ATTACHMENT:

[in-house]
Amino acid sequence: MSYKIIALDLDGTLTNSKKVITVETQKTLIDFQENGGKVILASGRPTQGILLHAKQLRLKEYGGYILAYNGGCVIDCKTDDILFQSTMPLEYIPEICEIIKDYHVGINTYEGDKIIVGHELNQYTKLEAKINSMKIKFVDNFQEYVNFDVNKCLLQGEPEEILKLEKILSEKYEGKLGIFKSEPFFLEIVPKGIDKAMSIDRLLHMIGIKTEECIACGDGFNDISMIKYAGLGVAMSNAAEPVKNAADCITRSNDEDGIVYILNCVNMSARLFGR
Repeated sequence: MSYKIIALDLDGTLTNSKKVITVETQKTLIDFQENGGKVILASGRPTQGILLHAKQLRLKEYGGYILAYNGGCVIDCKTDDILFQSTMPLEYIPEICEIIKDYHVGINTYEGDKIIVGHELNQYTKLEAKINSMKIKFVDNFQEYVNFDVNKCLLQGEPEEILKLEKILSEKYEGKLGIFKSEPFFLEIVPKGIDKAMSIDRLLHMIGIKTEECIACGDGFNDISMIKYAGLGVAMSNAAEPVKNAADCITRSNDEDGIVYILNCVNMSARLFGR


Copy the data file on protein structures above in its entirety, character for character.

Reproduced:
[in-house]
Amino acid sequence: MSYKIIALDLDGTLTNSKKVITVETQKTLIDFQENGGKVILASGRPTQGILLHAKQLRLKEYGGYILAYNGGCVIDCKTDDILFQSTMPLEYIPEICEIIKDYHVGINTYEGDKIIVGHELNQYTKLEAKINSMKIKFVDNFQEYVNFDVNKCLLQGEPEEILKLEKILSEKYEGKLGIFKSEPFFLEIVPKGIDKAMSIDRLLHMIGIKTEECIACGDGFNDISMIKYAGLGVAMSNAAEPVKNAADCITRSNDEDGIVYILNCVNMSARLFGR
Repeated sequence: MSYKIIALDLDGTLTNSKKVITVETQKTLIDFQENGGKVILASGRPTQGILLHAKQLRLKEYGGYILAYNGGCVIDCKTDDILFQSTMPLEYIPEICEIIKDYHVGINTYEGDKIIVGHELNQYTKLEAKINSMKIKFVDNFQEYVNFDVNKCLLQGEPEEILKLEKILSEKYEGKLGIFKSEPFFLEIVPKGIDKAMSIDRLLHMIGIKTEECIACGDGFNDISMIKYAGLGVAMSNAAEPVKNAADCITRSNDEDGIVYILNCVNMSARLFGR